OSAKA, JAPAN — Leaders from the Washington State Department of Transportation (WSDOT) and its contractor, Seattle Tunnel Partners, spent Thursday, Dec. 20, at the Sakai Works factory in Osaka, Japan, watching major components of the $80 million machine rotate, extend, retract, and move. Seattle Tunnel Partners will authorize shipment of the machine, dubbed Bertha, after testing is completed next month. Crews will then prepare the machine for its eventual departure to Seattle.
“This machine is incredibly innovative,” said Linea Laird, WSDOT’s administrator for the Alaskan Way Viaduct Replacement Program. “Using technology like this allows us to create a new highway 99 while keeping the viaduct open to traffic.”
Crews in Japan will spend the early part of next year disassembling Bertha into 41 separate pieces — the largest weighing up to 900 tons — and loading them onto a single ship. After a month-long trip across the Pacific Ocean, Bertha will land at the Port of Seattle’s Terminal 46, to the west of CenturyLink Field. Crews in Seattle will transport the pieces a few hundred yards east to an 80-foot-deep pit where the machine will be reassembled and launched beneath downtown next summer.
“Every last component was designed and built specifically for the soils beneath Seattle and the needs of this project,” said Chris Dixon, Seattle Tunnel Partners project manager, who like Laird attended Thursday’s ceremony. “It’s truly one of a kind.”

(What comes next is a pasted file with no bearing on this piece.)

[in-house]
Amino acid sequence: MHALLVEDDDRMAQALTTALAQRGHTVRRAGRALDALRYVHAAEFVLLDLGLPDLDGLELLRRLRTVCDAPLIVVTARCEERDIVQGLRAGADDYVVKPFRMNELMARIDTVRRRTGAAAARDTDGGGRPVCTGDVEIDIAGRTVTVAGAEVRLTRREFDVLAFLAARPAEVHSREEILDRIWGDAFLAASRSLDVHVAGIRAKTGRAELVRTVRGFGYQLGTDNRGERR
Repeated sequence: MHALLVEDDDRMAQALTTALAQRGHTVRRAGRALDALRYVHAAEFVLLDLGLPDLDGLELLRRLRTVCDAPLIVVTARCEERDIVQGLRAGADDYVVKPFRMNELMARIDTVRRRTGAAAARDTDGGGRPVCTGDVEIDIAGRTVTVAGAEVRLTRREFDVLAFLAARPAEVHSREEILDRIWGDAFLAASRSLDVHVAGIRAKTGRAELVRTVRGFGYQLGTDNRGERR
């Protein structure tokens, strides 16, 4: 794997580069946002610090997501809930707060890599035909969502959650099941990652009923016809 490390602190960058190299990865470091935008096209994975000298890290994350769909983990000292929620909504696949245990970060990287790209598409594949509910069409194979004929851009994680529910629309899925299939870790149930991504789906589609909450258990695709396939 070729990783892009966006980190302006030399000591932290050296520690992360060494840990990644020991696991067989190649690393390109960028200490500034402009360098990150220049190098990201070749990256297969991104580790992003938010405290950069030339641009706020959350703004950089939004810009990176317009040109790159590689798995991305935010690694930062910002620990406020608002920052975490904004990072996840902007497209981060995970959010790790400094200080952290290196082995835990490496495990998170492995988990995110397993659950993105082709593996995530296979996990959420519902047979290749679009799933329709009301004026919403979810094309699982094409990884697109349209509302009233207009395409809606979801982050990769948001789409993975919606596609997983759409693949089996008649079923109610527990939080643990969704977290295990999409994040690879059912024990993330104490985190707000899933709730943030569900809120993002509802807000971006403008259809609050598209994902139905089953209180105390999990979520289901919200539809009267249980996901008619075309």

Hitachi Zosen Corporation was selected ahead of three other firms to manufacture the machine based on overall technical requirements, support capabilities, price, and schedule. Based in Osaka, Japan, the firm has successfully built more than 1,300 tunnel boring machines, a number of them for large-diameter tunnel projects. They supplied the tunnel boring machines for Sound Transit’s Capitol Hill Station to Pine Street segment and the Bay Tunnel near San Francisco, Calif.
Bertha’s size and complexity limited the number of firms that were qualified to manufacture her, Laird said.
“She was built in Japan, but the tunnel project has brought plenty of jobs to Washington,” Laird said. “All you have to do is drive by the construction zone to see how many people this project has put to work in Seattle.”